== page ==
(a speech delivered at Housemeeting on Monday, January 19, 2015 in honor of Martin Luther King Day)
Look around the room to all the faces we have here. This room is made up of dreamers, innovators, artists, athletes and so much more. We can sit here today, and enjoy the company of each other because of people who risked everything for what was right. One of those people happen to includes a great man named Martin Luther King Jr.
Dr Martin Luther King, Jr. was born January 15, 1929 in Atlanta, GA. He was a pastor and civil rights activist between 1955 and 1968 and led non-violent protests to fight for the rights of all people including African Americans. He hoped that America and the world would look past the physical differences of people and unite as one equal and diverse society. He is considered one of the great orators of modern times, and his speeches still inspire many to this day. Though he had the help of millions of Americans, varying from many different ethnic and religious groups, his strong leadership and unprecedented power of speech added to the importance of the legacy he left behind. He was assassinated on the evening of April 4, 1968, in Memphis, Tennessee, where he was to lead a protest march in sympathy with striking garbage workers of that city. Dr. King was the youngest person to be awarded the Nobel Peace Prize in 1964 for his successful efforts to change a broken nation.
Though it is obvious that MLK changed our nation with his continuous advocating for peace and equality, it took almost 20 years for legislation to be passed by Congress and signed by the President to honour Dr. King with a national holiday. After the government finally acknowledged the need to remember such an important figure, the first MLK day was celebrated Jan. 20, 1986 and is now celebrated on the third Monday of each January. The day is used to commemorate a man who put his life on the line for freedom and justice every day, a man who braved threats and jail and beatings and who ultimately paid the highest price to make democracy a reality for all Americans. Martin Luther King, Jr. helped change America and inspired the world while doing it.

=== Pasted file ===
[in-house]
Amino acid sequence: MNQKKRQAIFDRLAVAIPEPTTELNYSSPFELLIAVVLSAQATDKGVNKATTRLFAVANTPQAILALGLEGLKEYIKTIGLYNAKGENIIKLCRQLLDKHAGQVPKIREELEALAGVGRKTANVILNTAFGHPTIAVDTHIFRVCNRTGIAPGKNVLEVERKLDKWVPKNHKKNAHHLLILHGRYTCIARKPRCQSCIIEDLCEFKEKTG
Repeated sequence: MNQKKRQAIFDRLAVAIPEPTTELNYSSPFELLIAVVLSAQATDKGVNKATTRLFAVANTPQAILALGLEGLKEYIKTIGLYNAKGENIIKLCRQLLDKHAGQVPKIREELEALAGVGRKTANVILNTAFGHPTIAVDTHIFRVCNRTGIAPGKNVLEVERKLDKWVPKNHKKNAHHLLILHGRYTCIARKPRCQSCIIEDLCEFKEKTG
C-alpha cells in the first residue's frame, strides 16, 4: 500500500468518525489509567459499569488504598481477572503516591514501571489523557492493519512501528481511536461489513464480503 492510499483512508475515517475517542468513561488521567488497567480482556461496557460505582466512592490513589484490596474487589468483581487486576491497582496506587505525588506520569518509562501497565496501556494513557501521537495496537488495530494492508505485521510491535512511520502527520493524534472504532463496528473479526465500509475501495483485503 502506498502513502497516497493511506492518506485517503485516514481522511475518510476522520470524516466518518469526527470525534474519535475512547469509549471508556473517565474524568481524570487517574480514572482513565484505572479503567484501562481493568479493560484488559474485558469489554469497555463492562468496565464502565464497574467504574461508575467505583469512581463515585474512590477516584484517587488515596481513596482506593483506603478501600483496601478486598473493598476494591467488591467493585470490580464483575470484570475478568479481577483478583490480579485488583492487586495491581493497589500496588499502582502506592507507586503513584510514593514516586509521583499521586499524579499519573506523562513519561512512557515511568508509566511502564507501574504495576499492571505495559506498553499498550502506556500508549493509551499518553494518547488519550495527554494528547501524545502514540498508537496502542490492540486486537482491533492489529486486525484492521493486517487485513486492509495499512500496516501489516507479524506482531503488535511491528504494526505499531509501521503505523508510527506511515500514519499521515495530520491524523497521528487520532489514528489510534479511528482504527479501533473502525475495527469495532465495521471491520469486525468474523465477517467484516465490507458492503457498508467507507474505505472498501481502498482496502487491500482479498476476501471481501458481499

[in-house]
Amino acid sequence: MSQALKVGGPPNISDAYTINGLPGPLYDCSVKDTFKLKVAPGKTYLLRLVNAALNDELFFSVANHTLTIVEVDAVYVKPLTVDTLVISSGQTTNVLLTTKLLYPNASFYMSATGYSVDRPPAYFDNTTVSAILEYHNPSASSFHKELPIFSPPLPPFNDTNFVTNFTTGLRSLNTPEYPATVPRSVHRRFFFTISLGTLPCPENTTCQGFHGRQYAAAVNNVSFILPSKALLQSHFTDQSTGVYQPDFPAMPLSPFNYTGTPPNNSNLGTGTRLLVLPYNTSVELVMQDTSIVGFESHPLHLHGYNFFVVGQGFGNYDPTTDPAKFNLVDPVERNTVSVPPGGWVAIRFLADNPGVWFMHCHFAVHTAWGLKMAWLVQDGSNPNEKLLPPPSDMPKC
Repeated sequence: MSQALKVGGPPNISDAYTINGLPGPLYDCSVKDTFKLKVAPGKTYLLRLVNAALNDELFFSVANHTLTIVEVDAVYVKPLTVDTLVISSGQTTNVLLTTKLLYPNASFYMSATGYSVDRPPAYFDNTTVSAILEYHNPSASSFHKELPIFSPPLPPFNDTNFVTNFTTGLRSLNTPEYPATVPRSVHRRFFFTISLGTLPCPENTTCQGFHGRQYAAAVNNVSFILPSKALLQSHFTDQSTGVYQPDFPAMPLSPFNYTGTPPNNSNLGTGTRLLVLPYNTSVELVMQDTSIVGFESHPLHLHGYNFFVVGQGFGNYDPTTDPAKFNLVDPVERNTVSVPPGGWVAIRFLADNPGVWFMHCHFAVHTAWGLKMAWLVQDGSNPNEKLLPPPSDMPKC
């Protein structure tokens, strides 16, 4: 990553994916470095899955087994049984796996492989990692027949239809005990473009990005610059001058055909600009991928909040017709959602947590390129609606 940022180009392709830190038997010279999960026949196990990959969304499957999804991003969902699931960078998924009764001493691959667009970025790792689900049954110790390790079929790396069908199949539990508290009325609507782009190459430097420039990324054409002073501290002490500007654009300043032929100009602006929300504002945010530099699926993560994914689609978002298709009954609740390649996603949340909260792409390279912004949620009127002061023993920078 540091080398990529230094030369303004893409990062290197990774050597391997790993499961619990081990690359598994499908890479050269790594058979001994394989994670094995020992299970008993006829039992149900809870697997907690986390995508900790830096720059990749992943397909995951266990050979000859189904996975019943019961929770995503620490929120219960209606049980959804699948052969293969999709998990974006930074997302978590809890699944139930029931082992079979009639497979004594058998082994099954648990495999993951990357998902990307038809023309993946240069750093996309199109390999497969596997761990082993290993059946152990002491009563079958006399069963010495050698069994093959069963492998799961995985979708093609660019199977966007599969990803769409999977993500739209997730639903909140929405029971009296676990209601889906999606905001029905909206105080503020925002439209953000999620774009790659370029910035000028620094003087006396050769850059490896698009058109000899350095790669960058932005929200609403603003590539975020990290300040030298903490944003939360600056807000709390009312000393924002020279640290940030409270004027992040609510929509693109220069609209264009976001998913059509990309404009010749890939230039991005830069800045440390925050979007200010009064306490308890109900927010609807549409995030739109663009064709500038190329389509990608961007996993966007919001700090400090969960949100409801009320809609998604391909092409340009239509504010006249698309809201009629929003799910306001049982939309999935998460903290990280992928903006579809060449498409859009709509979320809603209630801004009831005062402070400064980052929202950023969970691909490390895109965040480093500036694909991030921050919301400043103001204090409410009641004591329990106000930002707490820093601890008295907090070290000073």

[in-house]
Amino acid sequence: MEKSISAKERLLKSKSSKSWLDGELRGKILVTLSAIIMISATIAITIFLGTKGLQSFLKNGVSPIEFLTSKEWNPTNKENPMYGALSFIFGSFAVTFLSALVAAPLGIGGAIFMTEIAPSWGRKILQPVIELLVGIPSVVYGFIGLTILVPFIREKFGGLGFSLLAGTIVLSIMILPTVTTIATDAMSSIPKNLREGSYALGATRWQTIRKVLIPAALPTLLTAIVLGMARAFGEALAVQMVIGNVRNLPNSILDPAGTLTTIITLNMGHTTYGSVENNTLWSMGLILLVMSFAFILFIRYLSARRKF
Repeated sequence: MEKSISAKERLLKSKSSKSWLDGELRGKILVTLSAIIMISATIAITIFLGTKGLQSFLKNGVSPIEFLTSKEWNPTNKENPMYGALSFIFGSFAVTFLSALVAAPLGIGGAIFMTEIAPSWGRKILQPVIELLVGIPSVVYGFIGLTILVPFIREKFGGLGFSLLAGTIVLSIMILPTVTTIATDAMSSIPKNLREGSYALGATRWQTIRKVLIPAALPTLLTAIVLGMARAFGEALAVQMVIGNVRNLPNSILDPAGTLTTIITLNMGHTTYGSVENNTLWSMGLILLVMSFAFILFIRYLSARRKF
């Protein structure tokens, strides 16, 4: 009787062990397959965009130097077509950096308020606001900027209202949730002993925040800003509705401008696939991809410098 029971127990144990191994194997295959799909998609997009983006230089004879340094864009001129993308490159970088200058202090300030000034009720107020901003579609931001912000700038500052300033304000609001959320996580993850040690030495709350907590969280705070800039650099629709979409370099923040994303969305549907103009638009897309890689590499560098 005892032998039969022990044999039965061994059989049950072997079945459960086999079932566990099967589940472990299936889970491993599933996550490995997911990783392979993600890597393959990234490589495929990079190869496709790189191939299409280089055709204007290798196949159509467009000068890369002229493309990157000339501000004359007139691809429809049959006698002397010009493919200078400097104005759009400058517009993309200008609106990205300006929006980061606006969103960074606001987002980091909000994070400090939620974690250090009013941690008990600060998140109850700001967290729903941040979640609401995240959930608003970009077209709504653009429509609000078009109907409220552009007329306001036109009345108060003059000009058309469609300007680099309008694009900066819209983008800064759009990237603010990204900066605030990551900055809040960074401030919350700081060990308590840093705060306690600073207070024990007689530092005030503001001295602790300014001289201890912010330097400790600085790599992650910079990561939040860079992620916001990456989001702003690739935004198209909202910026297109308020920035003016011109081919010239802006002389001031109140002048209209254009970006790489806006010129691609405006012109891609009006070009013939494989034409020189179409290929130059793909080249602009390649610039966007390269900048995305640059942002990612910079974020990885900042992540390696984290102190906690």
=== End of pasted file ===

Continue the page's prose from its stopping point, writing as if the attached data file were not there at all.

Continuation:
Stoneleigh saw the progress of Dr. King's voice through the civil rights movement by admitting its first African-American student here in 1966. She was from Washington, DC where her father was a doctor, and graduated in 1968, a year before Sally did.She became a doctor (ENT) and now lives in LA. In the past, she was on the SBS board of trustees and continues to be a proud alumna of our school, a school that welcomes girls from all backgrounds and places. Prospect Hill, the first of the five merger schools, was founded in 1869. That was almost 100 years without the presence of a mixed environment, unlike the one we find ourselves in today, so how can we not be grateful for those who thought of us during a time where it was normal to be closed off from interacting with our different citizens?
This day is also used to remember all those who used their voices for the change they believed in, the ones that went against societal norms, the daredevils. This includes Malala, a young girl who is using her voice, risking her life, by fighting for education and women's rights. This included Cesar Chavez, an American farm worker who lead non violent protest in regards to the then inhuman labor laws. This includes Victor Basile, an LGBT rights activist who was the first executive director of the Human Rights Campaign. These people and many others are examples of the individuals who are being honoured and congratulated today for their courage to stand whether alone, or with others.
Finally, MLK day is a day to encourage and inspire people to use their voices, whether joining major marches for big governmental issues today or simply being brave enough to disagree in a classroom discussion. Our voices were hard earned. As women, we were deprived from our right to vote and have a presence in society. As African Americans, Latinas, and Asians we were once looked down upon. Now, we have the right to use our voices. And we should. Why? Because our ancestors fought for the freedom we have now and we need to stand up for the change our future generations deserve.
Eni Owoeye, Class of 2018